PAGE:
There are social, financial and health impacts on the health and vitality among the community that is impacted by GDM. GDM causes great costs to the health system with the total cost to manage GDM with medical costs, pharmaceuticals, and allied health services with an estimated $163.9 million in Queensland respectively (Cardona, Coyne, McClintock & Mulle, 2002). Persons with diabetes are 38.4% more likely to visit a general partitioner in the past two weeks than those without diabetes (21.4%). Thus, GDM and diabetes on the whole is a great burden to Australian health care systems. In addition to health costs, diabetes contributes to loss of life and loss of productivity in the community. In Queensland adults aged 20-29 years were four times more likely to reported days of reduced activity than those without diabetes (Cardona, Coyne, McClintock & Mulle, 2002).
For the management of GDM lifestyle management such as dietary and physical activity interventions are the most effective to help prevent or reduce GDM. Other management interventions can include pharmacologic therapy, Sulfonylureas, insulin, metformin and managing appropriate weight gain during pregnancy (American Diabetes Association, 2017; Brown et al., 2015).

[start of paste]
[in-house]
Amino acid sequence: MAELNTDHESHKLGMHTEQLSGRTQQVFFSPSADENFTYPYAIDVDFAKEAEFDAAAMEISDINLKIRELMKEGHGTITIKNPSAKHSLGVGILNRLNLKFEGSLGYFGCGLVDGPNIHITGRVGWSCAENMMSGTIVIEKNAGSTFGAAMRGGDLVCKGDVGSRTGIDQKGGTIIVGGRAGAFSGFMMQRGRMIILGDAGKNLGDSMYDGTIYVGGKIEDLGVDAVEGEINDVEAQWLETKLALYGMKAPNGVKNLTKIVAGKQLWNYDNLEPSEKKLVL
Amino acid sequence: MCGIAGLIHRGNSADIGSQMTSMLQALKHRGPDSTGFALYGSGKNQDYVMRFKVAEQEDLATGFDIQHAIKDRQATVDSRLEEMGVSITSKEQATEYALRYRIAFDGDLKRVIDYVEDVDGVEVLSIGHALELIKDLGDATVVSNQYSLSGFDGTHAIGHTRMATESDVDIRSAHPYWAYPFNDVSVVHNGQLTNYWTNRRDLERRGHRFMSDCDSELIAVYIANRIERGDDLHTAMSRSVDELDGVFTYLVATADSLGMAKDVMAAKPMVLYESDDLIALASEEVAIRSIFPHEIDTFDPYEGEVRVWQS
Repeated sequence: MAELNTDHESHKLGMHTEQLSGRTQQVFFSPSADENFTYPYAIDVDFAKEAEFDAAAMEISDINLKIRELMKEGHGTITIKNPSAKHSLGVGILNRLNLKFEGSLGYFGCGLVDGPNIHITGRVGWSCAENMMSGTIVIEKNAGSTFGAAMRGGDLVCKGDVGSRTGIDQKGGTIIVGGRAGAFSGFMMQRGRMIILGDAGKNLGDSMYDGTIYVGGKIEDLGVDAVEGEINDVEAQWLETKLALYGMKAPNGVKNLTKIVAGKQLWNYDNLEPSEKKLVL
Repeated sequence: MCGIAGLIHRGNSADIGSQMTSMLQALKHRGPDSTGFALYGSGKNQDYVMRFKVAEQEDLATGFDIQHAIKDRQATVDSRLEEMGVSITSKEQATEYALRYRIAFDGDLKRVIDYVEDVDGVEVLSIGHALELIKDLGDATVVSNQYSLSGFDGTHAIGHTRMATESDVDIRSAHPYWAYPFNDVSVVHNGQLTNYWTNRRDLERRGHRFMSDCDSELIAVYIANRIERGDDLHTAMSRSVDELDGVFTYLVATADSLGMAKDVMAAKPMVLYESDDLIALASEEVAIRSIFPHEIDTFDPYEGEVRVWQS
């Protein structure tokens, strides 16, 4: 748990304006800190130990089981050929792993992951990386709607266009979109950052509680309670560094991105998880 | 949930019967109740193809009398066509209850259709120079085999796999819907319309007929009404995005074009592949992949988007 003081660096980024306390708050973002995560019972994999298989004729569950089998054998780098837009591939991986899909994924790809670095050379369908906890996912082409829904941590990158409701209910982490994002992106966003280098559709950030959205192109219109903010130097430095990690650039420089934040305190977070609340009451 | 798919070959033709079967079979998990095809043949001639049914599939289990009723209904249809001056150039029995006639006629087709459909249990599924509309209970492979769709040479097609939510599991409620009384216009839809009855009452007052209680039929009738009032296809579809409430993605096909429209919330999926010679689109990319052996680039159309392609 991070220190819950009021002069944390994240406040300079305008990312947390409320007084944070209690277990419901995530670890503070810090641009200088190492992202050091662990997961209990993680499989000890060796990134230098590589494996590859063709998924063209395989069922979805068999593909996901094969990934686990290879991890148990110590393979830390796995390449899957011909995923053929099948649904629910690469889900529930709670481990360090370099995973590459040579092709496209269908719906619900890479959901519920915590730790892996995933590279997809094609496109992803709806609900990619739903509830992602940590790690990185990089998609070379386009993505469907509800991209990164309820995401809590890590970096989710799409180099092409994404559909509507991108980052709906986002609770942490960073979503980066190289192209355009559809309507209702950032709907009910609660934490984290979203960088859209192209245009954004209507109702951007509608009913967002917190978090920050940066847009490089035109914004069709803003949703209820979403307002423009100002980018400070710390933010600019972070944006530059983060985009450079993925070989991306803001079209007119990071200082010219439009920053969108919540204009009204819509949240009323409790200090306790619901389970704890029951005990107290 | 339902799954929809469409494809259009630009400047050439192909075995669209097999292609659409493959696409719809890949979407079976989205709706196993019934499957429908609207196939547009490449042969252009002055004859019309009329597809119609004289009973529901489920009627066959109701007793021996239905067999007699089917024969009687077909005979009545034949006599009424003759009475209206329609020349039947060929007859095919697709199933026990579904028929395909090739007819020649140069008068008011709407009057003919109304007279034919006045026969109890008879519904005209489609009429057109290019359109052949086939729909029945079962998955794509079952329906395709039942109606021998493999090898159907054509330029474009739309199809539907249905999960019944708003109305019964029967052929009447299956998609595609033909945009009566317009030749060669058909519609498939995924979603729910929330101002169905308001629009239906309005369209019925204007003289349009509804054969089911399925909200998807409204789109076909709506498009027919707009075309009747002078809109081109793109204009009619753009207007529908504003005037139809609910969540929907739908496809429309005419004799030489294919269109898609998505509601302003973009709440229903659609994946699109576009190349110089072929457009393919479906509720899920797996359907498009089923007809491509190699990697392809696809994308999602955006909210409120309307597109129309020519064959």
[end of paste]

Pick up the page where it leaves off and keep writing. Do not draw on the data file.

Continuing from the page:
The primary management of GDM is changing dietary behaviours. A diet that is carbohydrate-controlled that provides adequate nutrition alongside with glycaemic control and avoids ketonuria is the optimal diet to reduce complications associated with GDM. Other elements such as fibre and fat are also important to be controlled to regulate glucose concentration (Brown et al., 2015; Dornhorst, 2002). Therefore, women whom have or at risk of GDM should spread carbohydrate foods over three small meals and into two to three snacks each day to manage glucose levels and maintain weight gain. Women whom are at elevated risk of GDM should also have foods that are high in fibre and avoid food and drinks that contain substantial amounts of sugar (Brown et al. 2015; Diabetes Australia, 2015). Dietary advice in second trimester can help reduce the risk of adverse health outcomes for women and foetus (Brown et al., 2015; Dornhorst 2002).